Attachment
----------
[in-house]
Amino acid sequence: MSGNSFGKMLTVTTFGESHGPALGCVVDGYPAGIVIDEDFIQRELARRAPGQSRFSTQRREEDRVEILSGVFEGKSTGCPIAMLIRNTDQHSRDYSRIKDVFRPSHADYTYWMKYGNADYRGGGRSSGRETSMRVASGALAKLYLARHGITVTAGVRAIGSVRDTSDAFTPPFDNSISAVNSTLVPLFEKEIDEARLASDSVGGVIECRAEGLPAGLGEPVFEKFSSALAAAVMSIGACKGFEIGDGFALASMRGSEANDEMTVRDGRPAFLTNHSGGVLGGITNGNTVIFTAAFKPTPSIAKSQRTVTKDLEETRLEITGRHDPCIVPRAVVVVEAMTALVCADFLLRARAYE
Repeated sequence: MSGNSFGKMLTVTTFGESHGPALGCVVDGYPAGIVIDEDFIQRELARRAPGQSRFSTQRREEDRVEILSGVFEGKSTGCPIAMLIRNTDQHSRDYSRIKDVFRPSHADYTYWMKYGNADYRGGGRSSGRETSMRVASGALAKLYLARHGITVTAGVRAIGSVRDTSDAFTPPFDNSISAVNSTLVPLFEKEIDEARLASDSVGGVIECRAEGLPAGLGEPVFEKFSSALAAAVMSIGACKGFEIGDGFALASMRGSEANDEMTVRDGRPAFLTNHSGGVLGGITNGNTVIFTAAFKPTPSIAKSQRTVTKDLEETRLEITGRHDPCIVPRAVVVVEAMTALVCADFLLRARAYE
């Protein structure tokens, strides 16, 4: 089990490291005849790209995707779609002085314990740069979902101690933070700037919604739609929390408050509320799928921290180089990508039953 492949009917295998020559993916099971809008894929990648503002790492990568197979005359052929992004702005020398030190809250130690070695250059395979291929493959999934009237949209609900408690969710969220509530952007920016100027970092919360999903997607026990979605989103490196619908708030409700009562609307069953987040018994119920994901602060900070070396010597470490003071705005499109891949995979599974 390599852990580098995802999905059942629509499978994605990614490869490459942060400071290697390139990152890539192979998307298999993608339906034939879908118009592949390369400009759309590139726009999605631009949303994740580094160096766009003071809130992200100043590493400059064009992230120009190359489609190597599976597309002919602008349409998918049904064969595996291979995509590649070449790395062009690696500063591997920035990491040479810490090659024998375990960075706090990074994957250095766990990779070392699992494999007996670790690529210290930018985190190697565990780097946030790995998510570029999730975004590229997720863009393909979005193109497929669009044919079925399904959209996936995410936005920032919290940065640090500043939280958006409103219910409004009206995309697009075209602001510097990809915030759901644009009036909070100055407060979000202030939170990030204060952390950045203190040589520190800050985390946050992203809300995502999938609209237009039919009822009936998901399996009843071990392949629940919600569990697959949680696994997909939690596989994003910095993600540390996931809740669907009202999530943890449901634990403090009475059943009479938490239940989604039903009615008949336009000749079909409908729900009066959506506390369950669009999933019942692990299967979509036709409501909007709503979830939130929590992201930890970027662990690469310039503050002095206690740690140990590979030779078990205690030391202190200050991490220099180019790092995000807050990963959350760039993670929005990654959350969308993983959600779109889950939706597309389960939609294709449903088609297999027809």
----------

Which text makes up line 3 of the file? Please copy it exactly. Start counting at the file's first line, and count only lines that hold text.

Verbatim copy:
Repeated sequence: MSGNSFGKMLTVTTFGESHGPALGCVVDGYPAGIVIDEDFIQRELARRAPGQSRFSTQRREEDRVEILSGVFEGKSTGCPIAMLIRNTDQHSRDYSRIKDVFRPSHADYTYWMKYGNADYRGGGRSSGRETSMRVASGALAKLYLARHGITVTAGVRAIGSVRDTSDAFTPPFDNSISAVNSTLVPLFEKEIDEARLASDSVGGVIECRAEGLPAGLGEPVFEKFSSALAAAVMSIGACKGFEIGDGFALASMRGSEANDEMTVRDGRPAFLTNHSGGVLGGITNGNTVIFTAAFKPTPSIAKSQRTVTKDLEETRLEITGRHDPCIVPRAVVVVEAMTALVCADFLLRARAYE